"Humberside has had more than its share of setbacks in recent months, but there is no reason why these problems cannot be overcome. We are pursuing a strong regional policy in support of the area."—[Official Report, 29th April 1975; Vol. 891, c. 440.]
We can now, two years later, look at the record. The net job loss again has been 120 jobs per month, an average of 1,500 per year, and the reasons for this are considerable. I hope that I have the Minister's attention on this point. It is very important that he should have it established in his mind that we feel that the high unemployment in our area and the reason for the catalogue of misery that I have just outlined to him is due to the closure of industries and to industrial structural problems, and the result of Government decisions or lack of decision. Most of these decisions were outside the control of the Hull people.

The people of Hull have done a considerable amount through the local authority industrial development committee to attempt to counteract the problem. For example, after the Minister's statement in the 1975 debate, Imperial Typewriters closed down and 2,000 people were made unemployed. What could have prevented that huge multinational company from deciding to produce typewriters in Germany instead of Britain? The only force that could have prevented the company from taking that course was the Government by imposing controls and using its countering power to prevent the Company's decision to produce elsewhere.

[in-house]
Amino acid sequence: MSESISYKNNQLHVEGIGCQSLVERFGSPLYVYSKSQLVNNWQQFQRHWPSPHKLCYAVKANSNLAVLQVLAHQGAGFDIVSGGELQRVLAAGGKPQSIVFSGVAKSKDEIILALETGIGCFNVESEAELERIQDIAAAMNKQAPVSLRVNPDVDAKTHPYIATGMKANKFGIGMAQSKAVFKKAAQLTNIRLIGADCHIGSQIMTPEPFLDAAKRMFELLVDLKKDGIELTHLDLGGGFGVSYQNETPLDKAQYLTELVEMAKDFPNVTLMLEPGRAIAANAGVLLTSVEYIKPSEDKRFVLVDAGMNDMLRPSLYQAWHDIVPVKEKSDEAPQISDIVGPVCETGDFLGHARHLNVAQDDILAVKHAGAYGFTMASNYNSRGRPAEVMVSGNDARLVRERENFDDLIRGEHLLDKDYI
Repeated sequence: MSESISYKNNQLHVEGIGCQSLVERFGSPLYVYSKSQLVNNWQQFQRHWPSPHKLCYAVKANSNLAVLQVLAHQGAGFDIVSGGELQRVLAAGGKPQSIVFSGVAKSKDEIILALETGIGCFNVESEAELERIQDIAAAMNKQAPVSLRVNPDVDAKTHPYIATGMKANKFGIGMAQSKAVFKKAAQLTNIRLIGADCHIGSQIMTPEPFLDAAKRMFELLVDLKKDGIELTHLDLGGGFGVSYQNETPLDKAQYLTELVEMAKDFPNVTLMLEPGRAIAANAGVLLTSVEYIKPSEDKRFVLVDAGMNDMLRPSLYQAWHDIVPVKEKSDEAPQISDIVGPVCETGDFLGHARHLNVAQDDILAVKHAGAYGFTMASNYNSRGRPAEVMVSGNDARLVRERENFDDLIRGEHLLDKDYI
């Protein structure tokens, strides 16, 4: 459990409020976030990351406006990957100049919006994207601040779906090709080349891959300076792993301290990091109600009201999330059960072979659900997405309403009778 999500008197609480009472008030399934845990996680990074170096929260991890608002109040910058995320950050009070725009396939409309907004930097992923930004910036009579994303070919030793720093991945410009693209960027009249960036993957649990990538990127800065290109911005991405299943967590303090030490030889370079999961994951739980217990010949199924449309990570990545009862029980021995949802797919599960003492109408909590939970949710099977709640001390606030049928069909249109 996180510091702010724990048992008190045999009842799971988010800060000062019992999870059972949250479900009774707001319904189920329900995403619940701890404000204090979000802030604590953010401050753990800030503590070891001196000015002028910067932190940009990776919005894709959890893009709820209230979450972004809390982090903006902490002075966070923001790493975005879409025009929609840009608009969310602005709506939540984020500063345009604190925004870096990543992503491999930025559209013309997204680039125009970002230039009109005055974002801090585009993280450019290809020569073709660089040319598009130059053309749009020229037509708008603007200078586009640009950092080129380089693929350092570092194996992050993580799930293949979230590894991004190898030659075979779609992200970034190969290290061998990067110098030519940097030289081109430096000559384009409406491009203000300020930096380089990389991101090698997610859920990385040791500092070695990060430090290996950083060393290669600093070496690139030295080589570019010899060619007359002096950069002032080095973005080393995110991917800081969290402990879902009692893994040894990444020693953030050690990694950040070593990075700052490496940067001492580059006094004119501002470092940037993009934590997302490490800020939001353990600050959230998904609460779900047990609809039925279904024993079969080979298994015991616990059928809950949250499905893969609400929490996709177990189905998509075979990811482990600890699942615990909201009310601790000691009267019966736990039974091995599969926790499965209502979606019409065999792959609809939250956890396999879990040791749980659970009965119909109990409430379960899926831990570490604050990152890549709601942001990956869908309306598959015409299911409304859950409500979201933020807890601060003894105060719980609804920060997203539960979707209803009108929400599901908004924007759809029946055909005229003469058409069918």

In Brough, where aircraft are made, 450 men are to be made redundant due to the Government's desire not to put investment into plans, particularly the HS 146 which is needed not only for employment but for the civil aviation industry's future.

In the shipyards 500 people have been made unemployed. The Government reversed its promise to nationalise shipyards in the Hull area and so another 500 people were made unemployed. Needlers and our shipyards suffer from problems because of the denial of the regional employment premium given to competitor companies in the development districts because it is an intermediate development area.